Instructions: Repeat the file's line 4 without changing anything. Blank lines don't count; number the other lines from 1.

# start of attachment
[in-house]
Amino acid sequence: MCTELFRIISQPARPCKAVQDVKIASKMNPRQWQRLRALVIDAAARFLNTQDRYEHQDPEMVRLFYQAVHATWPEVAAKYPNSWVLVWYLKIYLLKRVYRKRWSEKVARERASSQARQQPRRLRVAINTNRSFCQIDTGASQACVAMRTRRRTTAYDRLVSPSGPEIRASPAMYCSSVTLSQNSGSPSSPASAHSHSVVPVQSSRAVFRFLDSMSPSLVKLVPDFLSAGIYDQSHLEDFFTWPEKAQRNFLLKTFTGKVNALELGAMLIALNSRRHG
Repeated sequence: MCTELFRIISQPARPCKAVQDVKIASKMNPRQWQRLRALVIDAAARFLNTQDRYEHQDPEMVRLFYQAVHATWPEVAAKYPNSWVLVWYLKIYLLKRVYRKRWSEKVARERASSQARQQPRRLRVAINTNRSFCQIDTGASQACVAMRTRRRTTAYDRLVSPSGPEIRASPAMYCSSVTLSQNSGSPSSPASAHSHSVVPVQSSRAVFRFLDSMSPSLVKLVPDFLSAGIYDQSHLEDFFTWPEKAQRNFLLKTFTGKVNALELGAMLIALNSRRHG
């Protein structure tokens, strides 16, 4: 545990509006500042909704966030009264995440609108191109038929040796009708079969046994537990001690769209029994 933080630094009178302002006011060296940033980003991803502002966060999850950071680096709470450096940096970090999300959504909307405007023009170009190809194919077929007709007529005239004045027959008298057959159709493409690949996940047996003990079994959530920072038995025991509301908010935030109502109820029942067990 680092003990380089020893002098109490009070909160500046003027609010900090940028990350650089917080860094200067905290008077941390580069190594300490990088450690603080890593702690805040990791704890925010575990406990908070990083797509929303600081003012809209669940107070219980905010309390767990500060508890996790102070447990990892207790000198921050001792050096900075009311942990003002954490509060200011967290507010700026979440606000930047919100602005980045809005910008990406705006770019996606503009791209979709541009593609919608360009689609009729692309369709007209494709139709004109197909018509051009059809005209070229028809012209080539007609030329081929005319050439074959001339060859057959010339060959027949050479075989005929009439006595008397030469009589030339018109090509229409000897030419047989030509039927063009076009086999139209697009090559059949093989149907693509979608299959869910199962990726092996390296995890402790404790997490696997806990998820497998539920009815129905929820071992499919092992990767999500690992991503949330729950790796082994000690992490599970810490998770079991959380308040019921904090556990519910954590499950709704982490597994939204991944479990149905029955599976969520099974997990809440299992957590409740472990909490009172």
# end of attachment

């Protein structure tokens, strides 16, 4: 545990509006500042909704966030009264995440609108191109038929040796009708079969046994537990001690769209029994 933080630094009178302002006011060296940033980003991803502002966060999850950071680096709470450096940096970090999300959504909307405007023009170009190809194919077929007709007529005239004045027959008298057959159709493409690949996940047996003990079994959530920072038995025991509301908010935030109502109820029942067990 680092003990380089020893002098109490009070909160500046003027609010900090940028990350650089917080860094200067905290008077941390580069190594300490990088450690603080890593702690805040990791704890925010575990406990908070990083797509929303600081003012809209669940107070219980905010309390767990500060508890996790102070447990990892207790000198921050001792050096900075009311942990003002954490509060200011967290507010700026979440606000930047919100602005980045809005910008990406705006770019996606503009791209979709541009593609919608360009689609009729692309369709007209494709139709004109197909018509051009059809005209070229028809012209080539007609030329081929005319050439074959001339060859057959010339060959027949050479075989005929009439006595008397030469009589030339018109090509229409000897030419047989030509039927063009076009086999139209697009090559059949093989149907693509979608299959869910199962990726092996390296995890402790404790997490696997806990998820497998539920009815129905929820071992499919092992990767999500690992991503949330729950790796082994000690992490599970810490998770079991959380308040019921904090556990519910954590499950709704982490597994939204991944479990149905029955599976969520099974997990809440299992957590409740472990909490009172």